I’ve got a few other stats for you.

350 subscribers is amazing (a big thanks to each of you) and 217 ‘likers’ on my Facebook page.

802 published comments.  I’ve had to cull a few of the nut jobs from publication.

Nearly 20,000 page views is phenomenal!  I mean that’s a big number.  That’s a lot of people that either stumbled onto this blog or intentionally went out looking for it (which is nice).

I’ve had some crazy search terms as well including: “hot bitchy wife” – I like that one.  “Will cheese fill you up?” – the answer is no, no it will not.  How about “Screaming sex on rooftop” – not recently.  I have also helped people “Muslim sad funeral Turkey” and made people laugh “crazy, funny mersin”.  One final search term that made me scratch my head “cat, elephant goes out out out by the bell 101” – worryingly this search term has been used 3 times.  Three separate people have typed those words into a search engine and somehow ended up at janeyinmersin.com.

Most viewed?  All About Janey … in Mersin and Contradictions


First ever post? You’re Moving Where???  Originally titled “Where the Bloody Hell Are You?” I thought it wise to not alienate my PG audience with swearing.  Now, of course, I swear like a feking trooper!

Most likes?  Coucous Kofte.  This makes me laugh as honestly I am no chef.


My Personal favourite?  Ancient Wonders.  This one was only recent but Daughter and I had such a great day together exploring the ruins and just talking about ‘stuff’.  ‘Stuff’ is important you know?


Least viewed?  Let’s talk about cheese.  This makes me sad as it is one of my favourite memories with my mother in law and after all who doesn’t love cheese?

Daughter’s personal favourite?  Five things in Istanbul.  Daughter wanted to be included in today’s post because she is a big part of this blog and, of course, my life.  Why did she choose this post?  “Simple mum.  Shopping and Istanbul.  What else is there?”  Of course.


So that’s my first 100.  What have I learnt about myself over the past 270 days?  I think I am funny (sometimes).  I am happy (most of the time) and, most importantly, I am enjoying myself.

Here’s to the next 100.

Tomato Trauma

Anyone who knows me personally knows two things.  One – I am a drama queen.  Totally.  Factual.  Well documented.  Examples can be provided upon request.  The other is that I hate tomatoes. 

Hate is a strong word.  I often remind Daughter that she should never hate anything or anyone.  It is such a negative emotion but here I am shouting it from the rooftops.  I hate tomatoes.  I really, really hate them.

It all goes back to a childhood trauma from the early ‘70’s.  A trauma that was so horrific that both my brother and I have never allowed fresh tomato to cross our lips.  What was this trauma that caused such pain to these two children you wonder?  Are you ready?  *Deep breath*  My mother made my brother and I eat tomato sandwiches for lunch.  Yep.  That is it.  A plain old tomato sandwich.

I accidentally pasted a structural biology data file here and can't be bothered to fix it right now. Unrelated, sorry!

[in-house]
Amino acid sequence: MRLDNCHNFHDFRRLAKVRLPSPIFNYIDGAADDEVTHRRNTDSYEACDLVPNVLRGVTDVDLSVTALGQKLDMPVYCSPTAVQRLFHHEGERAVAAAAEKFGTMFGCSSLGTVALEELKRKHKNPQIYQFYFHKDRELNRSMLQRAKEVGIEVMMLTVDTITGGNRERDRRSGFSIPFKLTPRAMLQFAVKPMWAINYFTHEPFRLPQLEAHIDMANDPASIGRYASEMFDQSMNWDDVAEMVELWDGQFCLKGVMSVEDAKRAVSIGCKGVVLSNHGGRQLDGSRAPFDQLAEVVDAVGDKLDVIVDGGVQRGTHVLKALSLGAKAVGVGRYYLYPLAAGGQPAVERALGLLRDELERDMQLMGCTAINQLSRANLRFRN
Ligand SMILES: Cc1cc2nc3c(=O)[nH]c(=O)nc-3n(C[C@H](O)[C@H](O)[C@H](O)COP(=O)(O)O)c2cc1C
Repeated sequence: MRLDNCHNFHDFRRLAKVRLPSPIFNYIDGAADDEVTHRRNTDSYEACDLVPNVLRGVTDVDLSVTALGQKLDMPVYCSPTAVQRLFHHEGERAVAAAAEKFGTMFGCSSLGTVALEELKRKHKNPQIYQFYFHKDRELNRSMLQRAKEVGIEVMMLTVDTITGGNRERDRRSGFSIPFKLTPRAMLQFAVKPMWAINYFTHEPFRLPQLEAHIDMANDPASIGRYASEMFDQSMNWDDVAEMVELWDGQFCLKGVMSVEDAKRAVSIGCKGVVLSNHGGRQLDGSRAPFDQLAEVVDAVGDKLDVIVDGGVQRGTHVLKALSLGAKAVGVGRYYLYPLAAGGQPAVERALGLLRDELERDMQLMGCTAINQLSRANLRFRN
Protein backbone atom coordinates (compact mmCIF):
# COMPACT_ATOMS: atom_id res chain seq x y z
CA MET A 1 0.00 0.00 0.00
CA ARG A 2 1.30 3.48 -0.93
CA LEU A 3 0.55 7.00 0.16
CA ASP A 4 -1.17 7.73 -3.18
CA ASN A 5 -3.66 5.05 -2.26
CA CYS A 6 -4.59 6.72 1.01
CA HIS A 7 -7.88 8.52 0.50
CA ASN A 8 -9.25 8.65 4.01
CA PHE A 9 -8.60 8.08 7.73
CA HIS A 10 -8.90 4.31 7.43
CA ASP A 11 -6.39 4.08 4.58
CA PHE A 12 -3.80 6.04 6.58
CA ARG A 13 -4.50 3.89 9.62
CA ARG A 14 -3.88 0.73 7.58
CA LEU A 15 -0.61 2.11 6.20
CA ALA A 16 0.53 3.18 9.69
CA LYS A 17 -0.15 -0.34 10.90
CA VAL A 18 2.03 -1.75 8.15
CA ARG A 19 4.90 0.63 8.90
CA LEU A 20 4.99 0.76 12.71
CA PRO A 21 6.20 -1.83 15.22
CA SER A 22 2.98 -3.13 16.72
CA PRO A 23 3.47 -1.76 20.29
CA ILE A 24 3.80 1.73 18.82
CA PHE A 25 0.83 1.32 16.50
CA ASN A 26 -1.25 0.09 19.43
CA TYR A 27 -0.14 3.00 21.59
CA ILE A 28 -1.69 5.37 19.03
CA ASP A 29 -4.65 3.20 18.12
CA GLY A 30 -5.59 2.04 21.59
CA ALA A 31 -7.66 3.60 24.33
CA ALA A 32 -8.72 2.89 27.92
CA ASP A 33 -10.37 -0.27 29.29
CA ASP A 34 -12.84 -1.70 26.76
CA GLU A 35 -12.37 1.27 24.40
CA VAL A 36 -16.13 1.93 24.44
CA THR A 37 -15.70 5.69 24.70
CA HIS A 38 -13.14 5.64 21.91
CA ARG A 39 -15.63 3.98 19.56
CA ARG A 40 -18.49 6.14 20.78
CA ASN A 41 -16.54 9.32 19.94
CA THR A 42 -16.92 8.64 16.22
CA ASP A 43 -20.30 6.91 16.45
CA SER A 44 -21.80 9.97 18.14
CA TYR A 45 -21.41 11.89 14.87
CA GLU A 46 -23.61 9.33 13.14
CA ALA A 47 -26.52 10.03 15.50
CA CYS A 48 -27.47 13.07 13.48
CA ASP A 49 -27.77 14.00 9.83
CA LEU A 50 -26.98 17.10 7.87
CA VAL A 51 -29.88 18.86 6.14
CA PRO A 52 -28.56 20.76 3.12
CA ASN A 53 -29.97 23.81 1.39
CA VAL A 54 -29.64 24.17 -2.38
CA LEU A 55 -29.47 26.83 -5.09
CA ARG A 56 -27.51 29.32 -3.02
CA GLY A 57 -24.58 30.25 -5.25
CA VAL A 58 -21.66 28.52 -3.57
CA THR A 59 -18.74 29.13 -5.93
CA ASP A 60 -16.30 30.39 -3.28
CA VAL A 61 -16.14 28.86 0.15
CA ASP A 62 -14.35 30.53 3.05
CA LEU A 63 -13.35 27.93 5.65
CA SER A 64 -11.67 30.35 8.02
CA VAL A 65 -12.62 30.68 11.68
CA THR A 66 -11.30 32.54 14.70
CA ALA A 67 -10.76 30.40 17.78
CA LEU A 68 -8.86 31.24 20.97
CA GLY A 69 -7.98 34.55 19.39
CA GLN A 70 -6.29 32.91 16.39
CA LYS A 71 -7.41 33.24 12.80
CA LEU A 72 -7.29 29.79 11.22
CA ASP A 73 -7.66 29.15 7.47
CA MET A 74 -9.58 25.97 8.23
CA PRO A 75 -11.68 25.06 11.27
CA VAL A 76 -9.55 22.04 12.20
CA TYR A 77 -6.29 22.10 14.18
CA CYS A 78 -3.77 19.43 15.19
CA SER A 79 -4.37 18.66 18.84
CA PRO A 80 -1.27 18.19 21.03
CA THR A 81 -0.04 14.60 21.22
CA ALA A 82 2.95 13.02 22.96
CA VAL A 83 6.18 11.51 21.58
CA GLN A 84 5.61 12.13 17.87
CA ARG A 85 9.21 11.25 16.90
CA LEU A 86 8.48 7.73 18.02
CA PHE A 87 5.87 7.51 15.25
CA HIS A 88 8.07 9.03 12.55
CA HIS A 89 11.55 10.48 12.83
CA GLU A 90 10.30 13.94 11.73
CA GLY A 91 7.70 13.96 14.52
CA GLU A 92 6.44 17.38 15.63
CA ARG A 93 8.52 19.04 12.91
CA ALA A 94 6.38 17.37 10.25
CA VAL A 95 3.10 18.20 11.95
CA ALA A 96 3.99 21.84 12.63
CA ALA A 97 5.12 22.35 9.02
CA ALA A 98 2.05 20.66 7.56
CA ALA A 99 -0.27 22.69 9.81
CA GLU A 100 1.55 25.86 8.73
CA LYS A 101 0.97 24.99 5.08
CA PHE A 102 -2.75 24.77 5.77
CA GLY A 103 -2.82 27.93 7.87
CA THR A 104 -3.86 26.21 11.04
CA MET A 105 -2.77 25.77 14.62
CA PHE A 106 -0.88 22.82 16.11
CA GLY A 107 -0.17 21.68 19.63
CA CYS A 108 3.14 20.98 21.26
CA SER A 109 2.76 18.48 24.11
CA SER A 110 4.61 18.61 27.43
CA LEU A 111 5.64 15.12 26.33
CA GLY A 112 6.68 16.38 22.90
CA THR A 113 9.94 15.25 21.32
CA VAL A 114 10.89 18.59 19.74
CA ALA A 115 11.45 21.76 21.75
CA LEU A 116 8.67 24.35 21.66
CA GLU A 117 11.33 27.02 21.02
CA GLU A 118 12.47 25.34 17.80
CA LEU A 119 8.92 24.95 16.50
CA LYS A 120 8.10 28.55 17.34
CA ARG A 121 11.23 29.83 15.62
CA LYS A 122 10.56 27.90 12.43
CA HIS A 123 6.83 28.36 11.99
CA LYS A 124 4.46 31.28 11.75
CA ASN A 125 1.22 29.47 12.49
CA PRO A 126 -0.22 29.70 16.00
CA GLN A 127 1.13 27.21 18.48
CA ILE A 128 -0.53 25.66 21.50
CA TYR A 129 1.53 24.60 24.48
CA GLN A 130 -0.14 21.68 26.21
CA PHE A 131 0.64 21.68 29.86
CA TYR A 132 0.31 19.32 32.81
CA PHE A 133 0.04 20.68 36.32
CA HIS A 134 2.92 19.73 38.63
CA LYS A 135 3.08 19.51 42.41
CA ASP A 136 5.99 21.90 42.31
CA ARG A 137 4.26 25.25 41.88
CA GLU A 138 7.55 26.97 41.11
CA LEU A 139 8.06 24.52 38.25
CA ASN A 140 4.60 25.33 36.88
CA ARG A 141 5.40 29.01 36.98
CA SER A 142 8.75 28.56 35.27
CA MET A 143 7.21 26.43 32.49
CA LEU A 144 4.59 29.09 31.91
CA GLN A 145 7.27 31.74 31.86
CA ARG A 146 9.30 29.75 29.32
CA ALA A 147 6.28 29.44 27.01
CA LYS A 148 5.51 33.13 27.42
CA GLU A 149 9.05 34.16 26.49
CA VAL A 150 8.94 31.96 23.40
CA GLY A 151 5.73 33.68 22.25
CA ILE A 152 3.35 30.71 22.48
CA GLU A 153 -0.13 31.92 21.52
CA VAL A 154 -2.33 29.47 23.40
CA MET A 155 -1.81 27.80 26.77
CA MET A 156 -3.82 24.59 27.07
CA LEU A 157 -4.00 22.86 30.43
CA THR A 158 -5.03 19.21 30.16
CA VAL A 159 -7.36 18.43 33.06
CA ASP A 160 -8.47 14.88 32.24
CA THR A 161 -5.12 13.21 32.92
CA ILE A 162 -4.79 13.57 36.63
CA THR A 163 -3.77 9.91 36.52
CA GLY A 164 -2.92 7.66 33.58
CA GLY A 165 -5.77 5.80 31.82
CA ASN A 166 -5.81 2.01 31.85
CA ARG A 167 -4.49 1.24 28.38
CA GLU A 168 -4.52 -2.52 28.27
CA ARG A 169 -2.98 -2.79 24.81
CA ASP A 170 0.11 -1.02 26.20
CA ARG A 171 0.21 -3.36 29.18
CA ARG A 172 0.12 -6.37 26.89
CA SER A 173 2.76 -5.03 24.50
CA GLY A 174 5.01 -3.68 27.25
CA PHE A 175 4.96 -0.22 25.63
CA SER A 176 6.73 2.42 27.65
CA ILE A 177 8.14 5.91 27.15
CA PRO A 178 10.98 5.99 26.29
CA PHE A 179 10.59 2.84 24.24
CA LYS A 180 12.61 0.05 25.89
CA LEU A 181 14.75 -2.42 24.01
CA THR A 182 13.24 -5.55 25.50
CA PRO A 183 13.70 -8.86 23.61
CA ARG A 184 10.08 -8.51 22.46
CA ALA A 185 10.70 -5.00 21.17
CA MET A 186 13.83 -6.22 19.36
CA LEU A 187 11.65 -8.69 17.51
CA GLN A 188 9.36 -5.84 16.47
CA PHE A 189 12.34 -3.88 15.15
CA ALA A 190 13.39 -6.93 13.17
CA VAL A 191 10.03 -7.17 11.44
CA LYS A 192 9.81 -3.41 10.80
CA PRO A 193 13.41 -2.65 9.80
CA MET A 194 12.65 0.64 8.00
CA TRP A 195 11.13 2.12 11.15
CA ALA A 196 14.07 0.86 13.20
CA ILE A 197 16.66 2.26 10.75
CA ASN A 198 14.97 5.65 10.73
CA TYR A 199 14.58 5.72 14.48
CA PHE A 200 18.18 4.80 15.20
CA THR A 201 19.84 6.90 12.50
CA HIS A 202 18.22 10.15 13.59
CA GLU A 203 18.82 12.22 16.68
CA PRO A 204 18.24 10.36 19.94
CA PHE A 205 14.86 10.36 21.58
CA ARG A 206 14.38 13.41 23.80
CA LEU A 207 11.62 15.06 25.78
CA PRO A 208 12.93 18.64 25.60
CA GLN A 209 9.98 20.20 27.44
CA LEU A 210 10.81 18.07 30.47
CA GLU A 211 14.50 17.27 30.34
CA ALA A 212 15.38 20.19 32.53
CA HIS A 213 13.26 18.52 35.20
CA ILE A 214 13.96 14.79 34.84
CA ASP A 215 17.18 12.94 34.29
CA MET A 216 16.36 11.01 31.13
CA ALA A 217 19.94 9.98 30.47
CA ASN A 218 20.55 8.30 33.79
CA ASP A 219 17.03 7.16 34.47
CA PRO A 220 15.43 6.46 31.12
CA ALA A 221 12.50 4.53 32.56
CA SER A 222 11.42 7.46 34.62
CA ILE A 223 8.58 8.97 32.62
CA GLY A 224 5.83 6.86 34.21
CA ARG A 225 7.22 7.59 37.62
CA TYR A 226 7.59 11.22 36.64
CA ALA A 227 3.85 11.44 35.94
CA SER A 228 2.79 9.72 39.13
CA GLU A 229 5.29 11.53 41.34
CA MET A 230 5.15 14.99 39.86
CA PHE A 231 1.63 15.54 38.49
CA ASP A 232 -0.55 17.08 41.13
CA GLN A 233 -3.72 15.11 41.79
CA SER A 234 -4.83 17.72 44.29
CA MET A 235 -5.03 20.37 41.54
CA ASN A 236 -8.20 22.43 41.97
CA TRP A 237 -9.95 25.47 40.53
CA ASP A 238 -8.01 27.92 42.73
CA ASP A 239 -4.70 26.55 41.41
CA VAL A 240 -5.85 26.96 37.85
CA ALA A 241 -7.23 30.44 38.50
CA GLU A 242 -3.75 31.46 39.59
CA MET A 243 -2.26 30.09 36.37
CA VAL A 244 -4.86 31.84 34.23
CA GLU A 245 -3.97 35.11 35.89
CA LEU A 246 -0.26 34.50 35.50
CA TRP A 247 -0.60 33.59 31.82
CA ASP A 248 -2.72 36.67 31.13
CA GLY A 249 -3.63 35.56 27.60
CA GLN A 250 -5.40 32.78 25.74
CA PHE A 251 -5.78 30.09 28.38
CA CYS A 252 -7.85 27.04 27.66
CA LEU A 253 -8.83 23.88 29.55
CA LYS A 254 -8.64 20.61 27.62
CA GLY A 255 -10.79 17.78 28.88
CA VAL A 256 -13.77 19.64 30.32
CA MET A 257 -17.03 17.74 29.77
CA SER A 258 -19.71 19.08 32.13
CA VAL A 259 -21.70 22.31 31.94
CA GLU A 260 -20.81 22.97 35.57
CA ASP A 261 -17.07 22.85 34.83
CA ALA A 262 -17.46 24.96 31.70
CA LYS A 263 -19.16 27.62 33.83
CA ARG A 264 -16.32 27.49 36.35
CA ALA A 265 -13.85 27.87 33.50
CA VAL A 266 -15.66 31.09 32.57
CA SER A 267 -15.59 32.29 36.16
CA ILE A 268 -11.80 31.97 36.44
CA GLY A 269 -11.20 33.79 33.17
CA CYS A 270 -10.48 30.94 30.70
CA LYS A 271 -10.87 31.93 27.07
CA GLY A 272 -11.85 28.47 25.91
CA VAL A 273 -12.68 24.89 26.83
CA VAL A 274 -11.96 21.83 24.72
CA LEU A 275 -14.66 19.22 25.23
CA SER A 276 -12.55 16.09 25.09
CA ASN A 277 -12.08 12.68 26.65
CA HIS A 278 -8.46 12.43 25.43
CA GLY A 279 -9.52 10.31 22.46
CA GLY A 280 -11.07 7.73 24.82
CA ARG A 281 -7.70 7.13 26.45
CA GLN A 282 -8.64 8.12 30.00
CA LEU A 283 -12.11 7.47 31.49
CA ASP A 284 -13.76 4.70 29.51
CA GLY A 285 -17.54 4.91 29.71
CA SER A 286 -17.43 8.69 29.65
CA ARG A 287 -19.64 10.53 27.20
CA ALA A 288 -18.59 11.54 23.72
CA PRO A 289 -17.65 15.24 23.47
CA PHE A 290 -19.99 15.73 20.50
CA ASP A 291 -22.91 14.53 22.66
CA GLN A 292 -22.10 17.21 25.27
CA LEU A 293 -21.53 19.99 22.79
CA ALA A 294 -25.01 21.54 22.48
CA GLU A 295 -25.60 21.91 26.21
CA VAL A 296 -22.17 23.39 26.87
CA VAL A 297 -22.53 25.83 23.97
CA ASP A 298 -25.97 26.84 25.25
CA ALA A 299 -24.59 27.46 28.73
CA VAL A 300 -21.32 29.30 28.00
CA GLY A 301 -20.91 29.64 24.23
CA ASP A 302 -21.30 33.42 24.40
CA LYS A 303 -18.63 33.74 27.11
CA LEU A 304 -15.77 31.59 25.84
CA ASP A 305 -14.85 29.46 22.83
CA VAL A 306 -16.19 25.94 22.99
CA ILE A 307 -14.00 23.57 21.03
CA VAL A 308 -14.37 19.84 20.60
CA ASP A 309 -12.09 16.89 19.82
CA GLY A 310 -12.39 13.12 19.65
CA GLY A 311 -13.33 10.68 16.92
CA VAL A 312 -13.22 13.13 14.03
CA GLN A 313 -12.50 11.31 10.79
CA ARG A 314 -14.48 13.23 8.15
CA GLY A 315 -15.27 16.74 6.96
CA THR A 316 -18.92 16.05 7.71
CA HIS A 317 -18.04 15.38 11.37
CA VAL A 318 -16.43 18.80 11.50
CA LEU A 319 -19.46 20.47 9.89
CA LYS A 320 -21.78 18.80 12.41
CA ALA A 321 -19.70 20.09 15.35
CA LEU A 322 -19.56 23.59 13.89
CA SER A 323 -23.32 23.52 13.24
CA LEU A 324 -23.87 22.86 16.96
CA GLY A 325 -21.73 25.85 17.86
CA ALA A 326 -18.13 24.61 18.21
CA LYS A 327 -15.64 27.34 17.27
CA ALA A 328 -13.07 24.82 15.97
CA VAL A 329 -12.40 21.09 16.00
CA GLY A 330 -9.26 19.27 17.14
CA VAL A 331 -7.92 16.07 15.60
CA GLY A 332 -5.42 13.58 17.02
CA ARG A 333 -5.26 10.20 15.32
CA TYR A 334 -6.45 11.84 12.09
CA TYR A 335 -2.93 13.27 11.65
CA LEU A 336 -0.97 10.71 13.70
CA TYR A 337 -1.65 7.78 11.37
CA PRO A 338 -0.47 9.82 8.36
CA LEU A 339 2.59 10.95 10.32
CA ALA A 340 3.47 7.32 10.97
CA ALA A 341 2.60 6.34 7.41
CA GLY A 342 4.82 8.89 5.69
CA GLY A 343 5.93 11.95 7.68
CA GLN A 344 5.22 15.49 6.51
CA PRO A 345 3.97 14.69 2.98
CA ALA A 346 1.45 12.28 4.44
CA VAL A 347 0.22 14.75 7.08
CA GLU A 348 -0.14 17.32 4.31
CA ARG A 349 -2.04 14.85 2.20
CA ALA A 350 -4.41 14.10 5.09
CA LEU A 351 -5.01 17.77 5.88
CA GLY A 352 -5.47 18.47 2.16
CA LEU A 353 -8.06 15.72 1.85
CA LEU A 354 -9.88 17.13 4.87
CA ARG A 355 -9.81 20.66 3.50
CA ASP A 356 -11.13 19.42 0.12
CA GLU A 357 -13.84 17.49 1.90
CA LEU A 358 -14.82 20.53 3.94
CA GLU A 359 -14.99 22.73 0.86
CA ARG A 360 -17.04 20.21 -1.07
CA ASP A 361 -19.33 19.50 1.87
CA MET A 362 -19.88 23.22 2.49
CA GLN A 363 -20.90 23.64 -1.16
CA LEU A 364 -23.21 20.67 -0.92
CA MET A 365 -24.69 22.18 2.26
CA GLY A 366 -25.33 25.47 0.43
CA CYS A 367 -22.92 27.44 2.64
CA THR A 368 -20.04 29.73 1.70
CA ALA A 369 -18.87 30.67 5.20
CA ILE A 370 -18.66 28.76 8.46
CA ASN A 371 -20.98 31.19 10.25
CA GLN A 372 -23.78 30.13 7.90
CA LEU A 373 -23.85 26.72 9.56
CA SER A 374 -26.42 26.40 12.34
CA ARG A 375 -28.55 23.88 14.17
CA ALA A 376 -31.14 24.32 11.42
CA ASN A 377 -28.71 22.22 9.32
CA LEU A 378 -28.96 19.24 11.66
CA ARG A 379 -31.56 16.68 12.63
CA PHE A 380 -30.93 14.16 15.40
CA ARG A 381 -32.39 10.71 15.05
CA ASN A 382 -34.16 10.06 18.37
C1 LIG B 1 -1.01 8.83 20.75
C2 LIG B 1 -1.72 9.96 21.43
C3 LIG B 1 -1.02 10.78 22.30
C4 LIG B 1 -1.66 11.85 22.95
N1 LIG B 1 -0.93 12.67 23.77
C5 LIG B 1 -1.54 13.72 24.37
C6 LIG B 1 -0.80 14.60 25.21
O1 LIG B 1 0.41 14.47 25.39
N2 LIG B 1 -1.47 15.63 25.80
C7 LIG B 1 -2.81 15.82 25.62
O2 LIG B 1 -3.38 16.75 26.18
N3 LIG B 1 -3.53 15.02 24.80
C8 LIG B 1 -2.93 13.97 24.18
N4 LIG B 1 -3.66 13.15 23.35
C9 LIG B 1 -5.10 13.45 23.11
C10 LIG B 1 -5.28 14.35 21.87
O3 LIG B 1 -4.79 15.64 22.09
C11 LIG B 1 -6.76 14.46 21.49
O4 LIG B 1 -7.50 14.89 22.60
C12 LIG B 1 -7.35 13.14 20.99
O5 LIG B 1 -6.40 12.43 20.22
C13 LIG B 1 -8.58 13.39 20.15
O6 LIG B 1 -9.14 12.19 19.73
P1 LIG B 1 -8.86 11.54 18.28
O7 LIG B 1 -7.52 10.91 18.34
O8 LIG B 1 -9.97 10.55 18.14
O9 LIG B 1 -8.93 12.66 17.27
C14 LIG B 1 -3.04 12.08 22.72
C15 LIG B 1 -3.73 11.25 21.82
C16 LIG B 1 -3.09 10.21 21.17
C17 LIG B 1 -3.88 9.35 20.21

If one asked me to explain this trauma now, as an adult, I can say that the issue stems from the fact that a tomato sandwich in itself is boring.  Not just boring it also has the potential to be sloppy.  A tomato sandwich needs a moisture barrier to protect the bread so that it does not become a pink goopy mess.  A piece of ham.  A slice of cheese.  These two items form the protective barrier necessary to ensure that your sandwich is edible.  But as a kid it was just gross and we were not going to eat it!  Fed up our mother made us sit at the table until the sandwich, which was quickly disintegrating into a mess of goopy bread and warmer than hell-fire raw tomato, was consumed.  I remember one of us falling asleep on the sandwich that day.  Childhood trauma exposed. 

Nearly (or possibly more) than 40 years later I find myself living in a country where tomato is served for breakfast, lunch and dinner.  And guess what?  I think I could be putting my childhood trauma behind me because I can tolerate tomato now.  In small doses.  Very small doses.  My current favourite is a Acile Ezme


Similar to a spicy salsa but the tomato is cut so small that it is practically pureed it is definitely a tomato dish that I can stomach.  My sister in law makes it in no time flat.  Basically biber paste, cumin and domates.  My sister in law adds sarimasak (garlic) and soğan (onion) as well.  It is magic in your mouth.  My other favourite is, of course, the well-loved tabouleh.  I am a pretty dab hand at making it now and I mask the tomato with a heap of parsley that again you can hardly taste it.  So there you have it Jane now eats tomato. 


My fear and absolute distaste of fresh tomatoes may be diminishing but I can assure you if I suddenly found myself in Bunol, Spain celebrating its Tomatina Festival it would be like living a nightmare.  A Freddy Kreuger, Elm Street infused nightmare! 


Waiting for Rain

It was depressingly grey in Karaduvar.  The sky has been overcast with the potential of rain dangerously close.  I have been waiting for the rain to fall for a few weeks now.  The constant of dust is starting to grate on my last nerve.  It has become cold but not winter cold just overcast, kind of eastern bloc cold.  There has been some major flooding in some of the resort areas along the coast however the storms that have been pounding western Turkey have not yet made it to our neck of the woods.